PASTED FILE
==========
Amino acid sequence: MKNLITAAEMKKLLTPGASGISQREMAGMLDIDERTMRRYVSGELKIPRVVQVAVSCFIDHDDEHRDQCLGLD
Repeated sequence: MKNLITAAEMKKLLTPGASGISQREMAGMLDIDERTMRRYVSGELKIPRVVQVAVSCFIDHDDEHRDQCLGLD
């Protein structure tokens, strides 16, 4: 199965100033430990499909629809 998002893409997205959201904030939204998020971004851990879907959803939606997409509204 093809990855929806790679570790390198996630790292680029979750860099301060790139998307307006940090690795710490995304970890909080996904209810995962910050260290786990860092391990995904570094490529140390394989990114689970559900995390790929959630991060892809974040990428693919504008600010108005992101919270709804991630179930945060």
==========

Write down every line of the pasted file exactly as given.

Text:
Amino acid sequence: MKNLITAAEMKKLLTPGASGISQREMAGMLDIDERTMRRYVSGELKIPRVVQVAVSCFIDHDDEHRDQCLGLD
Repeated sequence: MKNLITAAEMKKLLTPGASGISQREMAGMLDIDERTMRRYVSGELKIPRVVQVAVSCFIDHDDEHRDQCLGLD
């Protein structure tokens, strides 16, 4: 199965100033430990499909629809 998002893409997205959201904030939204998020971004851990879907959803939606997409509204 093809990855929806790679570790390198996630790292680029979750860099301060790139998307307006940090690795710490995304970890909080996904209810995962910050260290786990860092391990995904570094490529140390394989990114689970559900995390790929959630991060892809974040990428693919504008600010108005992101919270709804991630179930945060």